*The in-your-face style of today’s activists is raising the eyebrows of longtime civil rights leaders in Los Angeles, who are disappointed with how the new generation of leaders is working to bring about change.
Evidence of the current activists’ actions can be found in the shutting down of freeways, in addition to the disruption of community meetings and camping outside the headquarters of the Los Angeles Police Department and the home of LA Mayor Eric Garcetti, the Los Angeles Times’ Angel Jennings notes. The politician found himself in the crosshairs of Black Lives Matter activists last month when they confronted him at his first town hall meeting with area residents at Holman United Methodist Church.
According to reports, about 50 demonstrators turned their backs on Garcetti as he spoke to a crowd of several hundred. Upon leaving the church, the mayor was surrounded by demonstrators, who chanted while he walked to his car. The scene included one activist, who jumped on the trunk of Garcetti’s car as he stepped inside the vehicle.
For many, the aggressive actions of the new generation contrast the marches organized by veteran activists who also held news conferences and ate with political figures in LA as an effective way of bringing reforms. Although the new crop of community activists—many of whom came of age during the 1992 Los Angeles riots—reject the traditional tactics of the “old guard,” Jennings reports “they have adopted acts of civil disobedience used during the 1960s civil rights era and are more interested in pushing city officials and politicians to make change than in sitting on their commissions and boards—and waiting.”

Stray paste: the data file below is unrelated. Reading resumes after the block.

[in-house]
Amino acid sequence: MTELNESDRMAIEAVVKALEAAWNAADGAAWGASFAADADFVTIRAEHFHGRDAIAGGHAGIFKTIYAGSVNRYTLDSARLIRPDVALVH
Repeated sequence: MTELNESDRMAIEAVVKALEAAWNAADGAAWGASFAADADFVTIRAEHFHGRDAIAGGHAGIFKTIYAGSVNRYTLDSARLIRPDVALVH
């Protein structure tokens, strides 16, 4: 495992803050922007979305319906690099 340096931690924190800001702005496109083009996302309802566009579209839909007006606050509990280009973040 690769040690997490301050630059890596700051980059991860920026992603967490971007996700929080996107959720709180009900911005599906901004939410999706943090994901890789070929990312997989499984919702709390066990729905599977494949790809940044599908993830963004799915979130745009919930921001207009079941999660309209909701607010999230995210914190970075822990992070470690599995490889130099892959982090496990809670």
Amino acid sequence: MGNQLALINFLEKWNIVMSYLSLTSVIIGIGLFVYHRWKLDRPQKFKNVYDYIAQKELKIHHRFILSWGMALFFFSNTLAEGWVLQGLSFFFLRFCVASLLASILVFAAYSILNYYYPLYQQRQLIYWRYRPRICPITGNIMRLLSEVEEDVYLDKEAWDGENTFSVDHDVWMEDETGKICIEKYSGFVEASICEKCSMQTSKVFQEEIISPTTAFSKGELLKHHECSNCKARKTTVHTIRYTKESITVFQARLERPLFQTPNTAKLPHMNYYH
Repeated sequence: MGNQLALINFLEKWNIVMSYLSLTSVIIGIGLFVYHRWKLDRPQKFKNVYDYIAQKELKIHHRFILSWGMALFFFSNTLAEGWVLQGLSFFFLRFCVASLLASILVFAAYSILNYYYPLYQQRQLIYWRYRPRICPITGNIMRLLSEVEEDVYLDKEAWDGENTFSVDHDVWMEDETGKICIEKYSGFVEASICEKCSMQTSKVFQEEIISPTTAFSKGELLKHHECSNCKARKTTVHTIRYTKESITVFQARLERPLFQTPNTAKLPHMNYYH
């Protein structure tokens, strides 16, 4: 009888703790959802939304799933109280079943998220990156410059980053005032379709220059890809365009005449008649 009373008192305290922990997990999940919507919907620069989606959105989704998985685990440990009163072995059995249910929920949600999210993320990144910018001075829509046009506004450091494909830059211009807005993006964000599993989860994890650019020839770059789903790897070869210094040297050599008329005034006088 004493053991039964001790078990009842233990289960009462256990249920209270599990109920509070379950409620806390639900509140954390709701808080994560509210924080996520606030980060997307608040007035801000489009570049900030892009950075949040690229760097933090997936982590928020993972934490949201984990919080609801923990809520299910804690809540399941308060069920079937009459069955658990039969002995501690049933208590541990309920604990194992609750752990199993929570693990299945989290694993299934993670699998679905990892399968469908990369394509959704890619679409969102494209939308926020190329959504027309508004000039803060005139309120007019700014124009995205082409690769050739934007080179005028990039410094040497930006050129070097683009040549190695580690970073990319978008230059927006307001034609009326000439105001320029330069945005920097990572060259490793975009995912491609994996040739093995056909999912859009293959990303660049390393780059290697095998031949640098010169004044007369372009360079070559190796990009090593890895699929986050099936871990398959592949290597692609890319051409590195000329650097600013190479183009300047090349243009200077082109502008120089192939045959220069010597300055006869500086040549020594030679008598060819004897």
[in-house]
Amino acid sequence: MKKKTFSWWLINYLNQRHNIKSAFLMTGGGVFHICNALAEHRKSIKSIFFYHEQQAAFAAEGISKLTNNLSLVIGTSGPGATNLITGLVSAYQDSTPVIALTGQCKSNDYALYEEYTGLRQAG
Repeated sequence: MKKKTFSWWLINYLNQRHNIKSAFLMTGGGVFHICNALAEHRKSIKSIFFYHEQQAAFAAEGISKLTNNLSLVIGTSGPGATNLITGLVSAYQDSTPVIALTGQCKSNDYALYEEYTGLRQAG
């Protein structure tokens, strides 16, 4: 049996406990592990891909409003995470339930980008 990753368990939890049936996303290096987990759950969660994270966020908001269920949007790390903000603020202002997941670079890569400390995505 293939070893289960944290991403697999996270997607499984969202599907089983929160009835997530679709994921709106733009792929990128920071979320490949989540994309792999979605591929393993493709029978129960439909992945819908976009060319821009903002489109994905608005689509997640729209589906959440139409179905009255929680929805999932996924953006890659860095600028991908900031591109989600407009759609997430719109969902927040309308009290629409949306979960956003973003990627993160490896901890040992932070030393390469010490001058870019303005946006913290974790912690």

“United under the banner of the national group Black Lives Matter, they are actually a loose coalition of organizations that believe that a more in-your-face approach to issues like excessive use of police force is not only more effective, but justified,” she wrote.
“You can’t attempt to employ 1980s and 1990s strategies in a 2015 moment,” Pete White, founder of Los Angeles Community Action Network and a member of Black Lives Matter, told Jennings. “There’s a push back against methods and individuals whose message did not work.”
On the flip side, the veteran activists believe the actions of some of the modern-day protesters distract from their message.
“With Black Lives Matter being a new organization with young activists, they don’t have the experience or discipline to be more effective advocates,” said longtime activist Najee Ali. “They seem like a one-trick pony and all they can do is disrupt and make noise.”
As a result of the different approaches, a rift exists between the longstanding activists and their younger counterparts that has shades of ideological disagreements that among those involved with black activism over many generations.
Regarding the Garcetti situation, national Black Lives Matter group co-founder Patrisse Cullors told Jennings that although they promised to work with Black Lives Matter activists to hold a forum, he went behind their backs and partnered with the Rev. Kelvin Sauls, a member of the established group of black reformers who invited Garcetti to speak at the meeting.
Garcetti’s planned return to Holman United Methodist Church on Sunday (Nov. 1) was halted when said he decided to cancel the event after news of it leaked online, Sauls said.
In her report, Jennings referenced Jasmyne Cannick, a political consultant, who weighed in on the mayor’s cancellation, saying that Garcetti appeared to be dividing the black community into “good black people” and “bad black people,” essentially classifying Black Lives Matter among the latter by leaning on the generally older, seasoned activists and seeming to exclude the new voices.
Despite the tension, Jennings mentioned that the veteran and new groups of activists stated they are willing to work together toward a common goal.
For more of Jennings’ LA Times report, click here.